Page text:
I’m going to call her Linda. Linda has health issues. She can’t walk very well. She has been using a pair of lightweight forearm crutches since her childhood.
In her lifetime, Linda has had more surgeries than you can shake a catheter at. Which is why Linda never got married because, in her own words: “I think I was just way too much to handle.”
The elderly woman doesn’t come out and say it because she doesn’t have to, living alone is not how anyone envisions their life.
Even so, don’t feel sorry for her. She hates it when people feel sorry for her. Besides she doesn’t live alone. More on that later.
Long ago, when she was stuck in a hospital bed as a kid, Linda decided that she wasn’t going to wallow in self-pity, but would make the best of her life.
When she got older, she got her own apartment, and a good job at junior college, working in the office. She was well-loved. Linda has always been well-loved.
She is a quirky woman. She dresses with her own unique fashion sense. Sometimes she wears different colored pieces of clothing that deliberately clash.
One former college kid remembers: “Linda was always her own person. We were all just drawn to her.”
Another former student said, “I would always visit Linda between classes and tell her about my problems with boys. She listened really well.”
One morning, Linda was 58 years old, she was on her way into the office when she saw a young female student in the parking lot. The 19-year-old girl—let’s call her Mary—was sitting in her car with the windows down, sleeping in the driver’s seat.
“Her belly was out to here,” said Linda, making the shape of a pregnant stomach. “I was like, ‘Whoa, this chick is prego.’”
She was very prego.
Almost nine months, to be exact. The girl said that she had been living in her car ever since her boyfriend’s family kicked her out. She had no parents, only an aunt and uncle who didn’t want a baby. She’d been living on handouts, begging for food at a local gas station.
“I could tell she was hungry,” said Linda. “And it’s not good to be hungry when you’re pregnant.”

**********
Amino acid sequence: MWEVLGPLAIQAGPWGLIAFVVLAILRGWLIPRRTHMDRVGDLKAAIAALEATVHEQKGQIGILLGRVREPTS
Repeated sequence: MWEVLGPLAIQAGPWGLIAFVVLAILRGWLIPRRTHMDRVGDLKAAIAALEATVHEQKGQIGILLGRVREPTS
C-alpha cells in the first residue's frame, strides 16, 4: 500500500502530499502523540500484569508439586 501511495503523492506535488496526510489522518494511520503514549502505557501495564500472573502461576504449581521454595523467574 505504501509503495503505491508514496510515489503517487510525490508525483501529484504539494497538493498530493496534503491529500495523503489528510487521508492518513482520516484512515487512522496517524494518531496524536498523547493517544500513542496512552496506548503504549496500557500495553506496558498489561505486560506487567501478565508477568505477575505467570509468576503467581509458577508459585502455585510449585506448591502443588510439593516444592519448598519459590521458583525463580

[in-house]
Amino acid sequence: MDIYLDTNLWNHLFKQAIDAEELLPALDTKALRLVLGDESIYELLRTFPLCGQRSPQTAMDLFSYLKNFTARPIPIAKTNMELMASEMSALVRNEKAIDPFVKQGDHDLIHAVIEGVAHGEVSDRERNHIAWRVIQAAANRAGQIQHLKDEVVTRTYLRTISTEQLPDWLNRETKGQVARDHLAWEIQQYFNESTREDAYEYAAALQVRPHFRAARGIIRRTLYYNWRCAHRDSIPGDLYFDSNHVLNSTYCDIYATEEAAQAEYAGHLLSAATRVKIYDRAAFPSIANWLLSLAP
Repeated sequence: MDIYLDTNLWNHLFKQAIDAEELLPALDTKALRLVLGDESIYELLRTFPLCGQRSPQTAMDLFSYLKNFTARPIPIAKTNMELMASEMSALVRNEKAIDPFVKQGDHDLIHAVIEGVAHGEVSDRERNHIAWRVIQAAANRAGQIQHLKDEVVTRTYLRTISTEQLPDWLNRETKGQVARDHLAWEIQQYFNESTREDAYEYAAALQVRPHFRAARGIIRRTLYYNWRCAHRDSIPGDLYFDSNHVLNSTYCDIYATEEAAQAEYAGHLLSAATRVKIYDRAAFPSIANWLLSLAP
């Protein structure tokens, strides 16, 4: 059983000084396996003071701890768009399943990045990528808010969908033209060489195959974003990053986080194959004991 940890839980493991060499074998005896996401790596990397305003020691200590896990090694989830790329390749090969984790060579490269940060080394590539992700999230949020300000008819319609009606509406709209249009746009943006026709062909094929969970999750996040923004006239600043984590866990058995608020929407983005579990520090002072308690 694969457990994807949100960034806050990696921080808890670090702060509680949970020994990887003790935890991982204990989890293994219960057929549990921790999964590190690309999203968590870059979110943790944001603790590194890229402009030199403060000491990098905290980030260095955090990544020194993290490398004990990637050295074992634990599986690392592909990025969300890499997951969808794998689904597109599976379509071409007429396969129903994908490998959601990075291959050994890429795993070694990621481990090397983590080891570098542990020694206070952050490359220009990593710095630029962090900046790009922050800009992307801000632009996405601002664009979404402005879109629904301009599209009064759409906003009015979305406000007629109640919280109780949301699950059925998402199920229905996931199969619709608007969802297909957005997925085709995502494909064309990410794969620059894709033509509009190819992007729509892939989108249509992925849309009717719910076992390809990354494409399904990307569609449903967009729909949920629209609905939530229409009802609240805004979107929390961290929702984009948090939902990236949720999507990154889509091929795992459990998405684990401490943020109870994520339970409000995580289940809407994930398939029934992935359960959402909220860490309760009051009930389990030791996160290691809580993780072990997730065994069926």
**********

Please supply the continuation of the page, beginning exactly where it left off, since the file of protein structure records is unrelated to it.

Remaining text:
They went to the cafeteria and Linda got the girl hooked up with free meals. Linda asked Mary if she had looked into shelters or halfway houses. But this was a teenage girl we’re talking about. Teenagers don’t “look in” to anything.
So Linda invited her home to her own two-bedroom apartment. It was a small place. And in a few weeks, the place was about to become a lot smaller because on one July evening, Mary went into labor.
Linda drove her to the hospital and stayed beside Mary the whole way. She even held her hand and reminded Mary to breathe. Soon, the delivery room was filled with the sound of high-pitched crying.
“They let me hold the baby before anyone else did,” said Linda. “I’d never held a baby before.”
They say she held the child for hours. She was making up for 58 years of baby-less living.
The weeks that followed were nothing but pure elation. Linda purchased baby supplies from the local big-box stores and stocked her apartment with the necessities. We’re talking rocking chairs, cribs, strollers, car seats, diaper tables. It’s not cheap to have a baby. Linda turned her apartment into a baby oasis.
“You hear young parents complain,” says Linda, “about how they never get any sleep. Not me. Staying up late with that little girl was my favorite. Just her and me, talking each other to sleep.”
But one morning, Mary confessed to Linda that she felt like she and her daughter were a burden on the woman. Furthermore, Mary didn’t feel capable of raising a baby on her own at this phase of life, Mary said she was considering putting the child up for adoption.
Miss Linda cried herself to sleep that night.
“I didn’t wanna let that child go,” said Linda. “You bond with a baby pretty quickly, you know? It’s just so easy to do.”
The next day, Linda had a proposal for Mary. She told the girl that she wanted them to live with her, no strings attached. She promised Mary that the girl could do whatever she wanted with her life, just as long as she made Linda the child’s honorary grandmother and lived there with her.
The girl initially said no. But Linda is not a pushover. This is a woman who spent her life in hospitals, fighting to recover. Linda is no weakling.
“I didn’t take no for an answer. I told her, “Mary, y’all are living with me and that’s that.’”
And that was that.
Within a few months, Linda had already bought a new house in a decent neighborhood. Three bedrooms. Good schools. It didn’t take long to fill one bedroom entirely with baby junk.
Over the years, the junk was soon replaced with toddler furniture and stuffed animals. Which was soon replaced with posters of teenage heartthrobs and cheerleading paraphernalia. Which was soon replaced with college pennants, a desktop computer, and a framed diploma.
Today the child is 24 years old, her mother is married, but the kid still lives with the same unofficial granny who helped raise her.
“It’s funny,” says Linda. “I never thought I’d turn out to be a mother, but well, I guess never say never.”
Happy Mother’s Day.